Blume C.A.,Cardiology Institute of Rio Grande Do Sul |
Boni C.C.,Cardiology Institute of Rio Grande Do Sul |
Casagrande D.S.,Federal University of Rio Grande do Sul |
Casagrande D.S.,Grande Rio University |
And 4 more authors.
Obesity Surgery | Year: 2012
Background Bariatric surgery is considered the most effective treatment for obesity class II and III. However, postoperative side effects may occur, such as nutritional deficiencies resulting from reduced gastric capacity and alterations in nutrient absorption along the gastrointestinal tract. Methods A total of 170 patients (136 women and 34 men) submitted to Roux-en-Y gastric bypass (RYGB) between 2000 and 2005 were retrospectively assessed. Anthropometric and laboratory data were evaluated and the use of vitamin and mineral supplements, before and 1, 6, 12, 24, and 36 months following surgery, was assessed, as well. Results Mean excess weight loss at 24 and 36 months was 81.5±19.2 and 78.5±20.8 %, respectively. Anemia was present in 6.5 % of subjects prior to the surgery and increased to 33.5 % at 36 months. The levels of total cholesterol, low-density lipoprotein cholesterol, triglycerides, and glycemia were reduced, while high-density lipoprotein cholesterol was increased. Albumin and vitamin B12 levels showed no significant differences at the end of the study compared to the preoperative evaluation. Folic acid levels increased significantly during the follow-up. Almost 6 % of the patients had used standard vitamin and mineral supplements in the preoperative period and 72.4, 85.3, 74.7, 77.1, and 72.4 % at 1, 6, 12, 24, and 36 months following RYGB, respectively. Conclusions Bariatric surgery is an effective treatment for long-term weight loss. However, nutritional deficiency is one of its side effects and should be properly diagnosed and handled, aimed at improving the patient's quality of life and preventing severe complications. © Springer Science + Business Media, LLC 2012. Source
Miglioranza M.H.,Cardiology Institute of Rio Grande Do Sul |
Gargani L.,National Research Council Italy |
Sant'Anna R.T.,Cardiology Institute of Rio Grande Do Sul |
Rover M.M.,Cardiology Institute of Rio Grande Do Sul |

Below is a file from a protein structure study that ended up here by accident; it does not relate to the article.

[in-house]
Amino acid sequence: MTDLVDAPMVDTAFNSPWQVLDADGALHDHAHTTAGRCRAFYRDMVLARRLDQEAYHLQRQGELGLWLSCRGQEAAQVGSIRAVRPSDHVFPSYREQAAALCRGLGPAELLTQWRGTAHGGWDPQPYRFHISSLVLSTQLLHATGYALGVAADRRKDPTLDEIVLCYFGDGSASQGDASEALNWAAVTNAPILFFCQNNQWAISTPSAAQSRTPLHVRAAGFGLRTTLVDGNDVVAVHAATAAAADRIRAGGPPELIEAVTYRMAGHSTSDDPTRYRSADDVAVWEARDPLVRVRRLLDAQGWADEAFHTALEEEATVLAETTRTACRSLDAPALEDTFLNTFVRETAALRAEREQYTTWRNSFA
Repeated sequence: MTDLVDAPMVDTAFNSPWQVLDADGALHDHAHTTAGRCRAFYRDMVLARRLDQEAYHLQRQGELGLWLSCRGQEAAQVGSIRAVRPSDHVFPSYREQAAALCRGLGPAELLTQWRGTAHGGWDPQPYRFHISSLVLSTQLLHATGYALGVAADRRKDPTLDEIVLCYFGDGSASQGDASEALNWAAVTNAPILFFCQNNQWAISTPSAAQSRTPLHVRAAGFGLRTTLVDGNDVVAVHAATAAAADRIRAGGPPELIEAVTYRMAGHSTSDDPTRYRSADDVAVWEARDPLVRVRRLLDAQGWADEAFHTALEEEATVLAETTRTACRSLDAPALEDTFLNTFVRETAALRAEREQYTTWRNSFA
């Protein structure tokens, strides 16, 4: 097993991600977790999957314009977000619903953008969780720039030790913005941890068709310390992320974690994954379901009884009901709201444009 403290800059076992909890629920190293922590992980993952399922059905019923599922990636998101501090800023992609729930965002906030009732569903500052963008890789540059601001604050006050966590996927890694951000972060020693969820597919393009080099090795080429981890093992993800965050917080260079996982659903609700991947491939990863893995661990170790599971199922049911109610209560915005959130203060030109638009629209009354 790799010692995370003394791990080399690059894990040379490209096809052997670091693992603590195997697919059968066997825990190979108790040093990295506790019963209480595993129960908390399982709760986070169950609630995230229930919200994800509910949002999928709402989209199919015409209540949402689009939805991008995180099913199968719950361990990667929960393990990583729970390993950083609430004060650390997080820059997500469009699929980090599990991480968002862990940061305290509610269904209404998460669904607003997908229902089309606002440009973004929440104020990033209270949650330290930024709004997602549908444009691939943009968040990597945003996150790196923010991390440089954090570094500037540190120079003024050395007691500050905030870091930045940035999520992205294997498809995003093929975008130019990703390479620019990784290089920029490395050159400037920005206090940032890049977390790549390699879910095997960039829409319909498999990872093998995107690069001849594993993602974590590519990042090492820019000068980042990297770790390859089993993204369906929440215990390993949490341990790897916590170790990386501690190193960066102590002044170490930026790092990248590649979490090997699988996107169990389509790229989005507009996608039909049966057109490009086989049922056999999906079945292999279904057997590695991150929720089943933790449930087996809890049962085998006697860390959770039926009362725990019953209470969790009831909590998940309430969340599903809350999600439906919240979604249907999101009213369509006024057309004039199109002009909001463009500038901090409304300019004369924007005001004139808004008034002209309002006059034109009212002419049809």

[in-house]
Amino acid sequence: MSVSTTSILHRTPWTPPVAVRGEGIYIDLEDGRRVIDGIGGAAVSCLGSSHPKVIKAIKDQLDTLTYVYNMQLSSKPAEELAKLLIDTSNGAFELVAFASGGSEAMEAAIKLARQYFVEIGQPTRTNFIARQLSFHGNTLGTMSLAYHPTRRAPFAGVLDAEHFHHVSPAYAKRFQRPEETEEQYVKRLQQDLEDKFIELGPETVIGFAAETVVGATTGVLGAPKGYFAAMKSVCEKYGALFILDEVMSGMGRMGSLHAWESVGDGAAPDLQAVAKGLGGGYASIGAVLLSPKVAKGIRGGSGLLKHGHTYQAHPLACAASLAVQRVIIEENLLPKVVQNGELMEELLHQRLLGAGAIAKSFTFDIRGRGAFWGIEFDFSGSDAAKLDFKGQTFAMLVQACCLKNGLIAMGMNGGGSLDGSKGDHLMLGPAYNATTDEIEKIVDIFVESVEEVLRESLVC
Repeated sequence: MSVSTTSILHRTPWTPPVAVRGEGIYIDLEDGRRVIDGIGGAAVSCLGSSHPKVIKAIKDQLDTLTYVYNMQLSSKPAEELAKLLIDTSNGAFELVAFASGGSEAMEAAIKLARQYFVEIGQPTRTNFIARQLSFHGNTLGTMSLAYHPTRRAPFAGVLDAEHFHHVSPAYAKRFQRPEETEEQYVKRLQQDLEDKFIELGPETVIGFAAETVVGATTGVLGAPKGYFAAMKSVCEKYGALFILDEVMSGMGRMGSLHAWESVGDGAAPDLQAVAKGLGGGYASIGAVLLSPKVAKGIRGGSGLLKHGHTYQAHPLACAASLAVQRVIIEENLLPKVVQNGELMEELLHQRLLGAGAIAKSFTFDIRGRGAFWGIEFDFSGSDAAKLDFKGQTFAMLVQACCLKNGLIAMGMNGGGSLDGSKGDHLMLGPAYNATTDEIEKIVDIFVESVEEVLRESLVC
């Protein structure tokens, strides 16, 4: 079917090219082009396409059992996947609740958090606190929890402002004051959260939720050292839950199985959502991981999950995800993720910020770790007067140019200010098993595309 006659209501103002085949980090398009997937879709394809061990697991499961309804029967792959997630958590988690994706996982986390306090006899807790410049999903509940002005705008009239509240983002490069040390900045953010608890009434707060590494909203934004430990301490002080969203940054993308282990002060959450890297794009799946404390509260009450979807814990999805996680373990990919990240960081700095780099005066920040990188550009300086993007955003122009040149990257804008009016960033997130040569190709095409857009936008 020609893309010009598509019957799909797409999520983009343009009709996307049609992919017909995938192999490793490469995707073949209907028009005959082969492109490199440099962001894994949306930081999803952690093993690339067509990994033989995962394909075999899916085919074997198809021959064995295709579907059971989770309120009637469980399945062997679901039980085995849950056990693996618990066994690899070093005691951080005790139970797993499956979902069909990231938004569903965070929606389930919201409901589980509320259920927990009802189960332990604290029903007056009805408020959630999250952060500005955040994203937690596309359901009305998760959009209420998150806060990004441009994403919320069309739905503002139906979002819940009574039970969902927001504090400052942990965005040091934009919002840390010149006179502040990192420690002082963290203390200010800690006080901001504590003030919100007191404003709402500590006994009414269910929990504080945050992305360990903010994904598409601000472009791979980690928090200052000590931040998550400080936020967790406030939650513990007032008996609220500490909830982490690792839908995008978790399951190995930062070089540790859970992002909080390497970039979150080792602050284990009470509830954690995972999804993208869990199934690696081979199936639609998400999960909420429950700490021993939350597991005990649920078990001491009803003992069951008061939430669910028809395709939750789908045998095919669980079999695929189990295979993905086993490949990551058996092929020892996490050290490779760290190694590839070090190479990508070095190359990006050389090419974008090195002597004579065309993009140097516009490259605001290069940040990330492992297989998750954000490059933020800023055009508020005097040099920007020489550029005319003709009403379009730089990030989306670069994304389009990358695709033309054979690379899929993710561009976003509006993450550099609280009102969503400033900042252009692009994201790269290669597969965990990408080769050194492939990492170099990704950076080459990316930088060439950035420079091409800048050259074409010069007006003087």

And 10 more authors.
JACC: Cardiovascular Imaging | Year: 2013
Objectives The aim of this study was to define the performance of lung ultrasound (LUS) compared with clinical assessment, natriuretic peptides, and echocardiography, to evaluate decompensation in patients with systolic heart failure (HF) in an outpatient clinic. Background Evaluation of pulmonary congestion in chronic HF is challenging. LUS has been recently proposed as a reliable tool for the semiquantification of extravascular lung water through assessment of B-lines. Methods This was a cohort study of patients with moderate to severe systolic HF. Receiver-operating characteristic (ROC) analyses were performed to compare LUS with a previously validated clinical congestion score (CCS), amino-terminal portion of B-type natriuretic peptide (NT-proBNP), E/e′ ratio, chest x-ray, and 6-min walk test. Results Ninety-seven patients were enrolled. Decompensation was present in 57.7% of patients when estimated by CCS, 68% by LUS, 53.6% by NT-proBNP, and 65.3% by E/e′ ≥15. The number of B-lines was correlated to NT-proBNP (r = 0.72; p < 0.0001), E/e′ (r = 0.68; p < 0.0001), and CCS (r = 0.43; p < 0.0001). In ROC analyses, considering as reference for decompensation a combined method (E/e′ ≥15 and/or NT-proBNP >1,000 pg/ml), LUS yielded a C-statistic of 0.89 (95% confidence interval: 0.82 to 0.96), providing the best accuracy with a cutoff ≥15 B-lines (sensitivity 85%, specificity 83%). A systematic approach using CCS, E/e′, NT-proBNP, chest x-ray, and 6-min walk test in different combinations as reference for decompensation also corroborated this cutoff and found a similar accuracy for LUS. Conclusions In an HF outpatient clinic, B-lines were significantly correlated with more established parameters of decompensation. A B-line ≥15 cutoff could be considered for a quick and reliable assessment of decompensation in outpatients with HF. © 2013 By The American College of Cardiology Foundation. Source
Miglioranza M.H.,University of Padua |
Miglioranza M.H.,Cardiology Institute of Rio Grande Do Sul |
Mihil S.,University of Padua |
Mihil S.,Carol Davila University of Medicine and Pharmacy |
And 4 more authors.
Journal of the American Society of Echocardiography | Year: 2015